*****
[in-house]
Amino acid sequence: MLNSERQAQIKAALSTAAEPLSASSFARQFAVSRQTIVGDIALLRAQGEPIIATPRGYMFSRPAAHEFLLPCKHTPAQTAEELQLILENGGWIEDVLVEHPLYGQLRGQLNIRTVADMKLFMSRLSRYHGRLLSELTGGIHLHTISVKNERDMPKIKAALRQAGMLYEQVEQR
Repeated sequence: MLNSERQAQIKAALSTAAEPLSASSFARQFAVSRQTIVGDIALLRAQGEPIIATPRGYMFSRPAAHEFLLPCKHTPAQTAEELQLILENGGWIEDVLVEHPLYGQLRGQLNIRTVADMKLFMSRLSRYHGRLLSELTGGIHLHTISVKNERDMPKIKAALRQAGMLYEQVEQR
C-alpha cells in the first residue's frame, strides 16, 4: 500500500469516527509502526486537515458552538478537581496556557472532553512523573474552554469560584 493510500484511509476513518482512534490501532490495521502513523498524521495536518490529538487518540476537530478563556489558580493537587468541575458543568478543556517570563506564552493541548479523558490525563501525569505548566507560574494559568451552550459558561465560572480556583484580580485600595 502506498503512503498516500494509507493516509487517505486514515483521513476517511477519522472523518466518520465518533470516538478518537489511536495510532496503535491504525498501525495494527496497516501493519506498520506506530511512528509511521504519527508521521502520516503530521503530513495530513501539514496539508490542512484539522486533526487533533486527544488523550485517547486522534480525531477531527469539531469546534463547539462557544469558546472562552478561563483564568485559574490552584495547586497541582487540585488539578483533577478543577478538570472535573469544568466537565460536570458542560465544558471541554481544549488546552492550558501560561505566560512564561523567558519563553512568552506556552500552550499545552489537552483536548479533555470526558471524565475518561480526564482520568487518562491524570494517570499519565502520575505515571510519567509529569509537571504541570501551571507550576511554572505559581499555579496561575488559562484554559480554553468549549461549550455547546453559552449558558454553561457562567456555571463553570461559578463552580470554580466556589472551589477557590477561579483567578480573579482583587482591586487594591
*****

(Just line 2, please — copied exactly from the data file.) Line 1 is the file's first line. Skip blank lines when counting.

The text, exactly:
Amino acid sequence: MLNSERQAQIKAALSTAAEPLSASSFARQFAVSRQTIVGDIALLRAQGEPIIATPRGYMFSRPAAHEFLLPCKHTPAQTAEELQLILENGGWIEDVLVEHPLYGQLRGQLNIRTVADMKLFMSRLSRYHGRLLSELTGGIHLHTISVKNERDMPKIKAALRQAGMLYEQVEQR